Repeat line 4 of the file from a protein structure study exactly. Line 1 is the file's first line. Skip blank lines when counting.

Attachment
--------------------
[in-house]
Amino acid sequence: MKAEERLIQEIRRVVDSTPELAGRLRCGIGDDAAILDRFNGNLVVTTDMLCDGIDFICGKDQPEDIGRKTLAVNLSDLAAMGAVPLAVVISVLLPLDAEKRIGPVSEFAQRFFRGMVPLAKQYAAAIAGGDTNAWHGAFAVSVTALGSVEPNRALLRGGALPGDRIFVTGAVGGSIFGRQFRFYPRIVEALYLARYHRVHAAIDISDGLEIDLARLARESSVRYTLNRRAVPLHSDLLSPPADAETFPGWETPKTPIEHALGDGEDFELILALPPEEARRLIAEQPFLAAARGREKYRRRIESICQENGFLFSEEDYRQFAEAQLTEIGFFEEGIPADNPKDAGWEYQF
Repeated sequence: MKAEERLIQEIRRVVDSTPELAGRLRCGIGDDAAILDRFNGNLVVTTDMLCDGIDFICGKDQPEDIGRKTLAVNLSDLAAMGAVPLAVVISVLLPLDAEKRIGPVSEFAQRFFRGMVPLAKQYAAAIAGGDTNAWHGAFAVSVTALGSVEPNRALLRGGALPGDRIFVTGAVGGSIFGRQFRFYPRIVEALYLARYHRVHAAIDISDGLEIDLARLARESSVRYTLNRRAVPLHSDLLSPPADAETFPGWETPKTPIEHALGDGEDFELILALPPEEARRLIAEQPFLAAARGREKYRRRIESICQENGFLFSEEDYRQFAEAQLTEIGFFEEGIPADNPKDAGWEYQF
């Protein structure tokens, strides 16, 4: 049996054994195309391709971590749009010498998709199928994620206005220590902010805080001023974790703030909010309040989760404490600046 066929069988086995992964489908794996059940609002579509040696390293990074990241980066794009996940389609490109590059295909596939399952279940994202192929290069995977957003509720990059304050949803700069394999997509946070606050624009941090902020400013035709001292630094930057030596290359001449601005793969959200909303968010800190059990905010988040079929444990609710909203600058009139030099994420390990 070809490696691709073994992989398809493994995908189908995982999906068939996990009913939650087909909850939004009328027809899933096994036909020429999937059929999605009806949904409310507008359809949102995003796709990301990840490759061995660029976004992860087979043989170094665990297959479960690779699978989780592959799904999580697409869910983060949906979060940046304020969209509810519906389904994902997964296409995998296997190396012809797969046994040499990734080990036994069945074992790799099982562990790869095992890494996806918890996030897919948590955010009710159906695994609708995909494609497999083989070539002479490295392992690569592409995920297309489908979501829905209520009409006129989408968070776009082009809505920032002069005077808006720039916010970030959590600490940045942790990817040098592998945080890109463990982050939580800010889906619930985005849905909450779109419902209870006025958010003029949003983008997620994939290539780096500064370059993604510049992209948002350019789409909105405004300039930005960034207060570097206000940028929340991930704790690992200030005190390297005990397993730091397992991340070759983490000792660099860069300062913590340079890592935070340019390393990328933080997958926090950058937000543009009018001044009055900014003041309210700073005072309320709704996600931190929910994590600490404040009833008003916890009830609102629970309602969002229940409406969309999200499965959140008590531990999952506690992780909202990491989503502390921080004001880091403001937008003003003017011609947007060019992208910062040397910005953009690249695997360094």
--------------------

């Protein structure tokens, strides 16, 4: 049996054994195309391709971590749009010498998709199928994620206005220590902010805080001023974790703030909010309040989760404490600046 066929069988086995992964489908794996059940609002579509040696390293990074990241980066794009996940389609490109590059295909596939399952279940994202192929290069995977957003509720990059304050949803700069394999997509946070606050624009941090902020400013035709001292630094930057030596290359001449601005793969959200909303968010800190059990905010988040079929444990609710909203600058009139030099994420390990 070809490696691709073994992989398809493994995908189908995982999906068939996990009913939650087909909850939004009328027809899933096994036909020429999937059929999605009806949904409310507008359809949102995003796709990301990840490759061995660029976004992860087979043989170094665990297959479960690779699978989780592959799904999580697409869910983060949906979060940046304020969209509810519906389904994902997964296409995998296997190396012809797969046994040499990734080990036994069945074992790799099982562990790869095992890494996806918890996030897919948590955010009710159906695994609708995909494609497999083989070539002479490295392992690569592409995920297309489908979501829905209520009409006129989408968070776009082009809505920032002069005077808006720039916010970030959590600490940045942790990817040098592998945080890109463990982050939580800010889906619930985005849905909450779109419902209870006025958010003029949003983008997620994939290539780096500064370059993604510049992209948002350019789409909105405004300039930005960034207060570097206000940028929340991930704790690992200030005190390297005990397993730091397992991340070759983490000792660099860069300062913590340079890592935070340019390393990328933080997958926090950058937000543009009018001044009055900014003041309210700073005072309320709704996600931190929910994590600490404040009833008003916890009830609102629970309602969002229940409406969309999200499965959140008590531990999952506690992780909202990491989503502390921080004001880091403001937008003003003017011609947007060019992208910062040397910005953009690249695997360094």